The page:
Army Emergency Relief: Helping Army take care of its own
March 10, 2011
By Rachel Parks
FORT HOOD, Texas -- Spc. Joseph Morris was fresh out of basic training in September 2008 and was on orders to Fort Hood for his first duty assignment. But there was a problem. He wasn't getting paid.
"I'd gotten my report date, but I hadn't been getting paid for about three weeks, and I wasn't sure what to do," Morris said.
At home on leave before he traveled to Fort Hood, Morris thought back to topics that had been covered in basic training, including what to do when emergency financial situations arise. Because his home wasn't near a military installation, he contacted the closest Red Cross office, which in turn contacted an Army Emergency Relief office and helped secure a loan for him.
"I called on a Monday afternoon, and the very next day it was approved," Morris said. "I got a loan for about $750. It got me to Fort Hood for my report date so I wouldn't be AWOL (Absent Without Leave) as soon as I first started."
He said he not only got the money he needed, but the process was easy and efficient.
"The employees there were really nice. They were really there to help me," he said. "They didn't look at me like I was irresponsible. It made the whole process a lot more enjoyable."
Morris, who is stationed with the 74th Engineer Company, 62nd Engineer Battalion, 36th Engineer Brigade, used the money to get to Fort Hood and get situated. With the money he had left over, he purchased items he needed for his uniform. Shortly after he arrived, he received a bonus and his pay situation was sorted out, enabling him to pay the loan back quickly.
Still, he said, the AER loan was available when he needed it most.
"It was a huge relief to know it was available," he added.
Tyrone Willis, a personal financial readiness specialist with Fort Hood Army Community Service, said problems with pay are just one reason Soldiers use AER loans.
"We can offer assistance with legitimate bills," Willis said. "The car payment, the utilities, the telephone bill, if they need groceries or if they need the rent payment."
Willis said Soldiers will also use AER loans if there is a death in their immediate family. The loans can be used to purchase airline tickets or pay for a hotel. AER loans can also be used for medical expenses.
That came in handy for another Soldier, a specialist assigned to III Corps, who received a loan at Fort Huachuca, Ariz.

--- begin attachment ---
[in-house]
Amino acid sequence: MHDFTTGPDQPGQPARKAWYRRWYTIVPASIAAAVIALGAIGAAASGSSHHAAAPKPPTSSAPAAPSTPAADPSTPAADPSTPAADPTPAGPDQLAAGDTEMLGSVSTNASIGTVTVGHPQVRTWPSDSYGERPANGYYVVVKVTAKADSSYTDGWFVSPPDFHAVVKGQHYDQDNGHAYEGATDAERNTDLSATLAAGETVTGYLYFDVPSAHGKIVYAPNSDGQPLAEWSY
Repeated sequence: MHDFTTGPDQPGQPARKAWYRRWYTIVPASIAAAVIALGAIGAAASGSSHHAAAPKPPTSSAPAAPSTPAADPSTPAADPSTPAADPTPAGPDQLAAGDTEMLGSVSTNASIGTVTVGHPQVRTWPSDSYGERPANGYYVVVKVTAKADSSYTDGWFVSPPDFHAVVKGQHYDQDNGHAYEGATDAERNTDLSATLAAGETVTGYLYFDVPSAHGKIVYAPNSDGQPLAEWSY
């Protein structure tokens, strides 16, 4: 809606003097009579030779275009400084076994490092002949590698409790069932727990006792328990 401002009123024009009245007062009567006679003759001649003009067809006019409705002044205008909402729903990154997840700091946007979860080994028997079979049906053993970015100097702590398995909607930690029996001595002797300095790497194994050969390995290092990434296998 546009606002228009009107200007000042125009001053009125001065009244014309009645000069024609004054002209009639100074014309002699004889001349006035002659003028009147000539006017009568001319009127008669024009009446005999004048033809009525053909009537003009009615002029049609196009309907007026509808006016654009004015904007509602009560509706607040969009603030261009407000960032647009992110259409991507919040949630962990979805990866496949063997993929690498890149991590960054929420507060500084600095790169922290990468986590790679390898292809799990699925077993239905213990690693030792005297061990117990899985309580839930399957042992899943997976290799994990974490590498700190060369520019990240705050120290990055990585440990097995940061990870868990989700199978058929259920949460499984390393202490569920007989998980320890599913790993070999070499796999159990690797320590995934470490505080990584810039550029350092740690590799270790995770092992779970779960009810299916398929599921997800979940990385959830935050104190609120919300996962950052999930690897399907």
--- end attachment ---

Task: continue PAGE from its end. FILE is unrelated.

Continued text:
"I got my loan in 2007," he said. "I blew the engine of my car, and my dad paid to replace my engine."
The Soldier was going to pay his father back, but the need for the money became urgent when his father was diagnosed with cancer and needed to begin medical treatments.
By taking out an AER loan, the Soldier was able to repay his father and then paid off the interest-free loan with allotments from his pay.
"When I got it, I would say it helped 100 percent," he added.
Willis said there are many different ways the AER offices across the United States can help Soldiers and their family members.
"We do offer interest-free loans," he said. "They may also get a grant or we may do half-grant, half-loan."
In addition, Willis said, the AER office has the Commander's Referral Program. Commanders or first sergeants can refer a Soldier to the AER office, where they are entitled to an interest-free loan of $1,000 or less. Willis said the money is given upfront and Soldiers can pay the loan back to AER over a period of 12 months.
No matter what assistance is offered, the goal is the same, to help Soldiers through a valid financial emergency and allow them to pay back the loan through allotments from their pay. In addition, AER offices provide educational classes designed to help Soldiers budget, get out of debt, save money and tackle a wide range of financial concerns.
Since 1942, AER has been helping support Soldiers and their families. The money provided through AER loans is donated by Soldiers, civilians, widows and widowers, retirees and family members. While active-duty and retired Soldiers are the only groups actively solicited during the fund-raising campaign, anyone can donate to the program at any time.
To highlight the AER donation campaign, a kickoff luncheon was held March 1, at Fort Hood. The fund-raising campaign takes place through May 15.
At the luncheon, Maj. Gen. Will Grimsley, III Corps and Fort Hood deputy commanding general, spoke about the mission of AER as he encouraged members of the Fort Hood community to donate to the program.
"Army Emergency Relief is all about Soldiers taking care of Soldiers," Grimsley said. "Soldiers giving back to Soldiers."
He added that the money goes back to those struggling with a financial situation that is sometimes out of their control.
"For a Soldier here at Fort Hood who doesn't have anything and arrives with nothing, it might help with a deposit for rent or utilities or even to put food in the pantry in order to be able to feed his family and therefore continue the service as a volunteer in our Army," Grimsley said.
As one of the largest posts in the Army, the Fort Hood AER office helps thousands of Soldiers each year. Willis said in 2010, more than 7,500 Soldiers were given some sort of financial assistance through the AER program.
"We gave out more than 7.9 million dollars, only on Fort Hood," he added. "The money we give out is generated by donations and also by the repayment of the loans."
One Soldier who always makes sure he gives back to the program that helped him is Morris.
"I know what it was like to have that need," he said. "There are a lot of people who need it for different reasons." He said he encourages Soldiers he knows to donate to the program as well, even if they only donate a few dollars every month.
"I tell them 'You never know, you might need to use it someday, too,'" Morris added.